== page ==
President Tsai Ing-wen (蔡英文) yesterday pledged that her administration would continue to protect the free, creative environment in Taiwan and provide resources to help local television dramas find international distribution.
Tsai made the pledge on her Facebook account following the close of the annual Golden Bell Awards the previous night.
She congratulated all the winners of the 56th Golden Bell Awards, which honored the best programs, performers and presenters in Taiwan’s TV industry from the past year.
The most awards went to the fantasy comedy-drama The Magician on the Skywalk (天橋上的魔術師), an adaptation of the novel of the same name by Taiwanese writer Wu Ming-yi (吳明益).
The show centers on the adventures of nine children in the summer of 1985, set against the backdrop of the Chunghwa Mall in Taipei. It won six awards, including best newcomer in a television program, best directing for a series and the night’s top prize, best television series.
Tsai said the award-winning show is one of many that were given financial support from the government’s Forward-looking Infrastructure Development Program to support the nation’s televison shows.
Tsai also congratulated the winner of this year’s special contribution award, recently retired weather presenter Jen Li-yu (任立渝), in recognition for his nearly three-decade long television career. His award also made him the first meteorologist honored at the awards.
Tsai also mentioned the winners of the best hosts in a variety show: Jesse Tang (唐綺陽), Aaron Yan (炎亞綸) and Sandy Wu (吳姍儒), who host 36 Questions (36 題愛上你).
Tsai quoted Yan’s award acceptance speech, attributing his show’s success to the free spirit that allows Taiwan to generate a wide variety of artistic creations.
Tsai said Yan’s words reflected the voices of all Taiwanese creators, and pledged her government’s continuous support for financing local TV dramas and safeguarding Taiwan as a land of freedom, which she said is the foundation for artistic achievements.
The Golden Bell Awards were founded in 1965 to recognize and promote excellence in Taiwanese radio broadcasting. In 1970, the awards expanded to television productions.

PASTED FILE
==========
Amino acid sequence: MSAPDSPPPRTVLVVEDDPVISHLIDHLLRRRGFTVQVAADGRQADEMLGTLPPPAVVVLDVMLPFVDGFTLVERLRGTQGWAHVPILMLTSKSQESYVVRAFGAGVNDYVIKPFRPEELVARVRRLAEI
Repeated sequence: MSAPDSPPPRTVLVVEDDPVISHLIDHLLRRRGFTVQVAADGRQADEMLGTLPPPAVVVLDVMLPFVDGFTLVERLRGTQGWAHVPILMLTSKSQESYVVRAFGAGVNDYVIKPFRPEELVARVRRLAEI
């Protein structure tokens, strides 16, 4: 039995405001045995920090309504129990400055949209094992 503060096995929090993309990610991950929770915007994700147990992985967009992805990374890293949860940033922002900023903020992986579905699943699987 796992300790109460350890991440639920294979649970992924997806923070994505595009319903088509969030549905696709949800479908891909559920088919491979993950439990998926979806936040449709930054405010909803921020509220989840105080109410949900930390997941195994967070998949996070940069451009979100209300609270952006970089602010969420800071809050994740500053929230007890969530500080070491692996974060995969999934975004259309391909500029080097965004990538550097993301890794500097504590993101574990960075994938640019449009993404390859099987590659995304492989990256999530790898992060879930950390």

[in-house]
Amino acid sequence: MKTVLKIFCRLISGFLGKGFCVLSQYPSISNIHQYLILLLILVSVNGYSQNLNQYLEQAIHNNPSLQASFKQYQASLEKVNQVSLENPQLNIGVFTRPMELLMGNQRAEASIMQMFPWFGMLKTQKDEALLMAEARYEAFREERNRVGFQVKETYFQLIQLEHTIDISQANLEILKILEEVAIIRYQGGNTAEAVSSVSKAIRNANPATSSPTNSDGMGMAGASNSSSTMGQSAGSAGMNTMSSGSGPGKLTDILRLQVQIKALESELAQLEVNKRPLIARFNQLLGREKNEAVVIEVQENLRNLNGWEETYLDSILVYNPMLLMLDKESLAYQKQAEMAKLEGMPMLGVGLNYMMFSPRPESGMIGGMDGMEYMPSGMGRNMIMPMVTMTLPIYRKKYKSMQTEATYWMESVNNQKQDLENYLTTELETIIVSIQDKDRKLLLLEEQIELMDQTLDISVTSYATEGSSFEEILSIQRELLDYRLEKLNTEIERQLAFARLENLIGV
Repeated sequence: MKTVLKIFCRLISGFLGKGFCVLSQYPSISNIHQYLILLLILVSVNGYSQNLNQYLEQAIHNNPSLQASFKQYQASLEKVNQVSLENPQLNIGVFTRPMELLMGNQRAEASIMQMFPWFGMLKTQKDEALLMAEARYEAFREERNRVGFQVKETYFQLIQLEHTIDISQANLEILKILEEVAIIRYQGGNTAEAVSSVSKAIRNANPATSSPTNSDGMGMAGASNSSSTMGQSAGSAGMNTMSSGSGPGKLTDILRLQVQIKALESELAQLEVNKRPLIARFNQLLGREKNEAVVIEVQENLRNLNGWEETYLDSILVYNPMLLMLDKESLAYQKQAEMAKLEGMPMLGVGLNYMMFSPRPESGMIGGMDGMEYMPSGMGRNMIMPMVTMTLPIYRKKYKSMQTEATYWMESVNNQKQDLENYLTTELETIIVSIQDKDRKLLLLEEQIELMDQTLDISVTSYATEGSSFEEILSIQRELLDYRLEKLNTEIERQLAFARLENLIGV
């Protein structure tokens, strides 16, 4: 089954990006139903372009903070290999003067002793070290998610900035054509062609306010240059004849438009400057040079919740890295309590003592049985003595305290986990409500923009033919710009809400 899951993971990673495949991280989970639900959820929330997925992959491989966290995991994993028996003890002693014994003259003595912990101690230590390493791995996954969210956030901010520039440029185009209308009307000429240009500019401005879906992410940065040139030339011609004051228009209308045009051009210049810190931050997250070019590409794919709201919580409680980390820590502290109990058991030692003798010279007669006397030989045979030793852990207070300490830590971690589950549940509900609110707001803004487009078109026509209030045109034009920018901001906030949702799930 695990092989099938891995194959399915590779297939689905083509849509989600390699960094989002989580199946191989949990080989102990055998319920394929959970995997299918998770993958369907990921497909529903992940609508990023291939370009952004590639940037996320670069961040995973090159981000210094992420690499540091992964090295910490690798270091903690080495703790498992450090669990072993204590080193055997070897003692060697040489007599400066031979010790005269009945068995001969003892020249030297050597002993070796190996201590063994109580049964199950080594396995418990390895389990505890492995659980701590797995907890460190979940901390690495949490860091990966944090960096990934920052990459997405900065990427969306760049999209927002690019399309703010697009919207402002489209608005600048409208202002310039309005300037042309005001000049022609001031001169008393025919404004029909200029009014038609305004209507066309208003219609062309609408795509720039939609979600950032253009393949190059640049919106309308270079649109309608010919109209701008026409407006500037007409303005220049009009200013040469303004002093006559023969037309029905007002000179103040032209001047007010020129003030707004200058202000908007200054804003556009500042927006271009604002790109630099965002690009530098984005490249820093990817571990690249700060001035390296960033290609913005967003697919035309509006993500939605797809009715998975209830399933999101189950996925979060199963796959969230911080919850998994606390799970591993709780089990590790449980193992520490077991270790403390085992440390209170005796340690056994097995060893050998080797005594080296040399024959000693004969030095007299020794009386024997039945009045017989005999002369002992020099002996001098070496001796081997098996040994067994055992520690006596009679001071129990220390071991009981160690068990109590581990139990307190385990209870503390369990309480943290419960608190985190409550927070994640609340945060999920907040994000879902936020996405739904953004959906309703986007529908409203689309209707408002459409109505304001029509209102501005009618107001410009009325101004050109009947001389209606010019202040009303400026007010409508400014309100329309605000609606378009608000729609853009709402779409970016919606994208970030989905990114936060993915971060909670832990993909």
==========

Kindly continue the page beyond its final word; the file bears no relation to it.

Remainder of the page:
LIABILITIES MULLED: New Taipei City Mayor Hou You-yi said Taipei would find out if the firm was legally registered, the guide was licensed and the weather was assessed The assets of Tian Da Local Nature Co are to be frozen after at least four people died after falling into the Beishi River (北勢溪) on an outing the company had organized on Saturday, the Taipei City Government said yesterday. Six people — two adults and four children — were washed away by a flash flood on the river in New Taipei City’s Hubaotan (虎豹潭) area. They were participating in a Nature Joy Camp outdoor activity with a group of 16 adults and 15 children led by a guide surnamed Su (蘇). As of 4:30pm yesterday, four of the missing had been
Taiwanese worked more hours than people in all but three other countries in the world last year, Ministry of Labor data showed. Singapore placed first in average hours worked among the 40 economies surveyed, with an average of 2,288 hours per worker last year, the data showed. The city-state was followed by Colombia with 2,172 hours — based on 2019 data — and Mexico with 2,124 hours, it showed. Taiwan came in fourth, with 2,021 hours, it showed. South Korean workers clocked the third-most hours in Asia, with 1,908 hours, followed by Japan with 1,598 hours, it showed. However, compared with 2019, the survey found
The US 7th Fleet yesterday confirmed that a US Navy ship transited the Taiwan Strait on Thursday and Friday. “The Arleigh Burke-class guided missile destroyer USS Dewey [DDG 105] conducted a Taiwan Strait transit in cooperation with Royal Canadian Navy [RCN] Halifax-class frigate, HMCS Winnipeg, October 14-15, 2021,” the US 7th Fleet said in a statement. “Dewey’s and Winnipeg’s transit through the Taiwan Strait demonstrates the commitment of the United States and our allies and partners to a free and open Indo-Pacific. Cooperation like this represents the centerpiece of our approach to a secure and prosperous region,” it added. The transit marked the
‘COUNTERPRODUCTIVE’: The German, French and Singaporean missions said that Taiwan’s COVID-19 restrictions are hindering local projects and business operations Several foreign missions in Taiwan have urged the government to ease its strict COVID-19 border controls, which they say are hurting in-person exchanges and business operations. The missions made the appeal in response to media inquiries on how the border controls have affected their respective countries’ exchanges with Taiwan, amid growing concerns voiced privately by Taiwan-based foreign offices and businesses regarding the restrictions. Taiwan has maintained strict entry requirements since March last year, generally prohibiting most arrivals except for citizens and foreign residents, while it has required those who enter the country to undergo a stringent 14-day quarantine. Although the rules have been